Reference sRGB / Rec.709 Colors    

Figure 2 shows 11 Reference Colors for the Standard sRGB / Rec.709 Color Gamut as Black Circles. The outermost white curve is the limits of human color vision - the horseshoe is the pure spectral colors and the diagonal is the Line of Purples. A given display can only reproduce the colors that lie inside of the triangle formed by its primary colors. Highly saturated colors seldom occur in nature so the colors that are outside of the Standard Gamut are seldom needed and are unlikely to be noticed or missed in the overwhelming majority of real images. Note that consumer content does not include colors outside of the Standard Gamut, so a display with a wider Color Gamut cannot show colors that aren't in the original and will only produce inaccurate exaggerated on-screen colors. The circle inside is the Standard White Point D65.

Just Noticeable Color Difference JNCD
The on-screen colors produced by any display can be measured using a Spectroradiometer together with our DisplayMate Test Patterns. The accuracy of the colors can then be calculated using the 1976 CIE Uniform Chromaticity color space and compared to the eye's sensitivity to color. We present the color accuracy and errors here in terms of MPCD Minimum Perceptible Color Difference or JNCD Just Noticeable Color Difference, where 1 MPCD = 1 JNCD = Δ(u'v') = 0.0040 on the CIE 1976 Uniform Chromaticity Scale.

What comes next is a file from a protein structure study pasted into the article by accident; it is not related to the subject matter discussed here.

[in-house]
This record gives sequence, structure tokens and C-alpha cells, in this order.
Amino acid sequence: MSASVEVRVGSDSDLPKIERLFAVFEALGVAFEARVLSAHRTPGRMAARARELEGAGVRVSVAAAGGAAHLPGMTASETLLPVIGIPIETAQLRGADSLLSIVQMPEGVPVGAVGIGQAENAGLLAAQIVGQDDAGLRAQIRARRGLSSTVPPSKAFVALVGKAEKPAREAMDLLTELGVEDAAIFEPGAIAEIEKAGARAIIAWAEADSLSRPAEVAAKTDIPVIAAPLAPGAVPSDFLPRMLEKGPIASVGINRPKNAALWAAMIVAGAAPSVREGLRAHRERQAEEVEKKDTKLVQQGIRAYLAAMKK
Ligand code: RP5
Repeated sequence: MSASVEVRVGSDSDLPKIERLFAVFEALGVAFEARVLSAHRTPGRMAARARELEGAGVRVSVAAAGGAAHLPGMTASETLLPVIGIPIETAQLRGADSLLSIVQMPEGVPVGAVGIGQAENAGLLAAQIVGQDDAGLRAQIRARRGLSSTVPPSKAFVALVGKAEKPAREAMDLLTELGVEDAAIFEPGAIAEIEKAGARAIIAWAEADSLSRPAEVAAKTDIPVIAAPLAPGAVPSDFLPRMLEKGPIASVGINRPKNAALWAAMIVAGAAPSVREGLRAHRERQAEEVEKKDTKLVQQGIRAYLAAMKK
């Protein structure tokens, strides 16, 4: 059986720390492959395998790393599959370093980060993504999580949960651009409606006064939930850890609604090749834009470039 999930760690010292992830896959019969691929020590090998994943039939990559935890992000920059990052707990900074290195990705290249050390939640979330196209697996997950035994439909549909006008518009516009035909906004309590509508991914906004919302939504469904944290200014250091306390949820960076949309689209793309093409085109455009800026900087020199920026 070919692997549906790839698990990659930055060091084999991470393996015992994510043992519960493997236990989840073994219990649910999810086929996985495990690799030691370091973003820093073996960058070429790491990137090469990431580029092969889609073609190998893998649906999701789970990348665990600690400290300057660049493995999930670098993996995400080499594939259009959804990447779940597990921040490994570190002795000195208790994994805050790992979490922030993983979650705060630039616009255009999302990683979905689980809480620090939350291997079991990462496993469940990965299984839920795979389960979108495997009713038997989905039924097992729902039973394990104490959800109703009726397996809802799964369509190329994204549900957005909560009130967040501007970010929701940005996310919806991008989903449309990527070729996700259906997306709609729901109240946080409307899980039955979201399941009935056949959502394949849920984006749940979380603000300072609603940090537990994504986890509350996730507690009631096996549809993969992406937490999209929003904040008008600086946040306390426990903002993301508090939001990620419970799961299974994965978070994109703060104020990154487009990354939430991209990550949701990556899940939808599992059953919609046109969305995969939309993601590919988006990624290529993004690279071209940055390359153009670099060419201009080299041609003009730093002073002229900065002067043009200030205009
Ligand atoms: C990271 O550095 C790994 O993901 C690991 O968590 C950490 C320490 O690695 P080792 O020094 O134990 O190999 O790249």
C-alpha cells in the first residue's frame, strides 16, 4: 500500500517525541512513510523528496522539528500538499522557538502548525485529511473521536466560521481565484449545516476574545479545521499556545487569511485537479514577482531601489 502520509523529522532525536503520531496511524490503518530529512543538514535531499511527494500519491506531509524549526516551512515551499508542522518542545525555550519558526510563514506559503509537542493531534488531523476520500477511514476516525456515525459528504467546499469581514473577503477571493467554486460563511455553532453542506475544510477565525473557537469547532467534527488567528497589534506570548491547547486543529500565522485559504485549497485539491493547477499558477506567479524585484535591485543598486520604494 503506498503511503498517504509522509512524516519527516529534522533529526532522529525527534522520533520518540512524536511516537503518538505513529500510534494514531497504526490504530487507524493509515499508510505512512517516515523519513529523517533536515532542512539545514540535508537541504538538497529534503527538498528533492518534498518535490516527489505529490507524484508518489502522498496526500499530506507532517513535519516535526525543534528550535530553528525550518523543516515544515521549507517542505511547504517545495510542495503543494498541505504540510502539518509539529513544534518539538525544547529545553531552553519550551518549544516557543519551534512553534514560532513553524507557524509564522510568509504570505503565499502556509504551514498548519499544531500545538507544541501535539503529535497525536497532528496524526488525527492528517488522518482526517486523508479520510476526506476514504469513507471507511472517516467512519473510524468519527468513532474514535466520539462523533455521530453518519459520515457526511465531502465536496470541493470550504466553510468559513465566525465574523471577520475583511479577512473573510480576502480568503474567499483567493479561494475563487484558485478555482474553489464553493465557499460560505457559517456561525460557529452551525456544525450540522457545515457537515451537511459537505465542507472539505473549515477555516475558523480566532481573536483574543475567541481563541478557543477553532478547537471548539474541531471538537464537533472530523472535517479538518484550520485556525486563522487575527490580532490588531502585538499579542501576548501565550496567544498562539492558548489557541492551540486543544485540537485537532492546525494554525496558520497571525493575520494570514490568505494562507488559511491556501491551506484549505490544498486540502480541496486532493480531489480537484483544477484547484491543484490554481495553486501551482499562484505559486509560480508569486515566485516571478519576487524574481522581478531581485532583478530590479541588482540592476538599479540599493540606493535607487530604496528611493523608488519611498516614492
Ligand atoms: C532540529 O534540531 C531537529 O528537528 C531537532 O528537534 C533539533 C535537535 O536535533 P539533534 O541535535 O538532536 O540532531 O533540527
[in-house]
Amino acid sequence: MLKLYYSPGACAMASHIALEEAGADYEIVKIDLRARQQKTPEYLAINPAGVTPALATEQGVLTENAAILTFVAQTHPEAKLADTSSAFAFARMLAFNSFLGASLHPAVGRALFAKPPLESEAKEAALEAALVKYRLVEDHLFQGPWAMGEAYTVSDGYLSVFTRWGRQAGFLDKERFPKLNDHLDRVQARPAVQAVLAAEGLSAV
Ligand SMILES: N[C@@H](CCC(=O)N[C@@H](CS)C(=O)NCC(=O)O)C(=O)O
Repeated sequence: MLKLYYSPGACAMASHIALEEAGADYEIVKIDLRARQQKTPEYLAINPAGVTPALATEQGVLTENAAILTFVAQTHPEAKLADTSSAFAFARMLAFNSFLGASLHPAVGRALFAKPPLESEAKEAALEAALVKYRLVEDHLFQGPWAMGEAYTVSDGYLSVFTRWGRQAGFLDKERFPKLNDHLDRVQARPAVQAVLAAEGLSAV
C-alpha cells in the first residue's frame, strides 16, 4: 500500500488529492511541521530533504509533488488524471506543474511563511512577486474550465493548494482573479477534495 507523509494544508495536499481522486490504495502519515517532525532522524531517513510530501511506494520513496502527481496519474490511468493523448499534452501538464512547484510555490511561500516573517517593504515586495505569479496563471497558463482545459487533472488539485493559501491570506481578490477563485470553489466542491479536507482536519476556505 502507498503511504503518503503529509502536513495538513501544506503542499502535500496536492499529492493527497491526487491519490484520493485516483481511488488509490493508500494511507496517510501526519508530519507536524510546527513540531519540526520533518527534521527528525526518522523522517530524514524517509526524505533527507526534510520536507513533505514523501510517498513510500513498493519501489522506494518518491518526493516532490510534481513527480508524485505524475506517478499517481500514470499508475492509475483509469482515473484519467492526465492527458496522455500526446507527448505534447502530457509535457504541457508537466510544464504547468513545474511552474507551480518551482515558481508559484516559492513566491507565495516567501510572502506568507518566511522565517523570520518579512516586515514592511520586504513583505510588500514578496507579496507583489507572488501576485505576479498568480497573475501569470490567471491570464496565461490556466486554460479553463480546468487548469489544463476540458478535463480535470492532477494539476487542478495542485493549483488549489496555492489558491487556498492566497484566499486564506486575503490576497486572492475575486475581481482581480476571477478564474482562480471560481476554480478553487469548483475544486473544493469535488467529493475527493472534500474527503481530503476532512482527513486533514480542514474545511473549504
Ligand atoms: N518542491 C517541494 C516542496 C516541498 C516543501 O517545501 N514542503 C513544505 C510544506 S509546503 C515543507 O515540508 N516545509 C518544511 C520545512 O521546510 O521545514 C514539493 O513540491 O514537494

Color differences less than 1 JNCD are visually indistinguishable, while values greater than 1 JNCD are visually noticeable when the two colors are touching on-screen. When the colors are not touching and are further apart, the visual threshold for Just Noticing a Color Difference is higher. Here we will use 3 JNCD for the threshold of a visually noticeable display color difference. Any Color Accuracy or Color Error less than 3 JNCD is visually indistinguishable.

Reference Colors for sRGB / Rec.709
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